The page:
April 13, 2006
Contact: Jerry Carey
Phone: (856) 566-6171
Medical School Professor Says “Listen to Your Voice” for Better Health
It’s not just singers, actors, teachers, and umpires who should pay attention to their voices. Changes in the sound of your voice can be an indication of several different medical conditions, including some that are quite serious.
“Most of the voice changes that people experience are, in fact, related to medical problems and these conditions can usually be treated successfully,” said Dr. Gus J. Slotman, a professor of Surgery at the UMDNJ-School of Osteopathic Medicine. “As many as seven million Americans already have some type of voice disorder. If the sound of your own voice sounds funny to you, take the time to listen. It’s probably telling you to see your physician.”
Each year on April 16 the American Academy of Otolaryngology - Head and Neck Surgery sponsors World Voice Day (www.entnet.org/news/voiceday.cfm) to remind people to keep an eye on their health by listening for changes in their voices. According to Dr. Slotman and the Academy, a wide variety of conditions can cause voice changes, including:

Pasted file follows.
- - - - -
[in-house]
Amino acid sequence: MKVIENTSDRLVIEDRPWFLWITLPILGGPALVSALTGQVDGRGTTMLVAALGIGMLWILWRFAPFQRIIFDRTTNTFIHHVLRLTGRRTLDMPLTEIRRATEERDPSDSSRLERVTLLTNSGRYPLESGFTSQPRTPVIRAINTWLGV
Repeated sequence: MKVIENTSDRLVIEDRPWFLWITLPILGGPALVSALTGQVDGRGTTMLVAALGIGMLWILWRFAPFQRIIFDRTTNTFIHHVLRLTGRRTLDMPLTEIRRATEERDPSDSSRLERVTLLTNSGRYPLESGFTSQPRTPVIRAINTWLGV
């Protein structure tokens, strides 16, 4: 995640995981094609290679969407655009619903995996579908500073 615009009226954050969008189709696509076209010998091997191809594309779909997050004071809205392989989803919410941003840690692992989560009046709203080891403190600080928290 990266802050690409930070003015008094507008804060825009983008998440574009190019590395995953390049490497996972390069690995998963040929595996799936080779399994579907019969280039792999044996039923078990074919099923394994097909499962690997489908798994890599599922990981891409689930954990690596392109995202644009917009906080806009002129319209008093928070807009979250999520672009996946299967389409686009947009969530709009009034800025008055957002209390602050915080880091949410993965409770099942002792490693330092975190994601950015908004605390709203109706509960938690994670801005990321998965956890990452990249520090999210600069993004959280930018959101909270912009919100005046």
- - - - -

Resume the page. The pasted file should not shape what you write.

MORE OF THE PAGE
Medications. Decongestants and antihistamines used for cold and allergy symptoms; steroid inhalers for asthma, antidepressants and some medications to control high blood pressure can dry out the vocal cords causing hoarseness.
Infection. An infection can cause the vocal cords to swell resulting in laryngitis. This is usually a viral infection, so antibiotics will not help. The best prescription is rest your voice and drink plenty of fluids.
Benign bumps. Misuse, overuse or injury can cause lesions on the vocal cords that can make the voice hoarse or raspy. Often, rest and speech therapy will restore the voice. If polyps or cysts are the cause, surgery may be needed.
GERD. Along with heartburn, gastroesophageal reflux disease (when stomach acids flow back into the esophagus) can cause chronic hoarseness from irritation to the esophagus. Often these symptoms can be controlled through diet and other lifestyle changes.
Throat cancer. Voice changes can be an early indication of throat cancer. With early diagnosis and treatment, the cure rate for throat cancer can be more than 90 percent.
To request an interview with Dr. Slotman, please contact Jerry Carey, University News Service, at (856) 566-6171 or (973) 972-3000.
UMDNJ is the nation's largest free-standing public health sciences university with more than 5,500 students attending the state's three medical schools, its only dental school, a graduate school of biomedical sciences, a school of health related professions, a school of nursing and its only school of public health, on five campuses. Last year, there were more than two million patient visits to UMDNJ facilities and faculty at campuses in Newark, New Brunswick/Piscataway, Scotch Plains, Camden and Stratford. UMDNJ operates University Hospital, a Level I Trauma Center in Newark, and University Behavioral HealthCare, a mental health and addiction services network.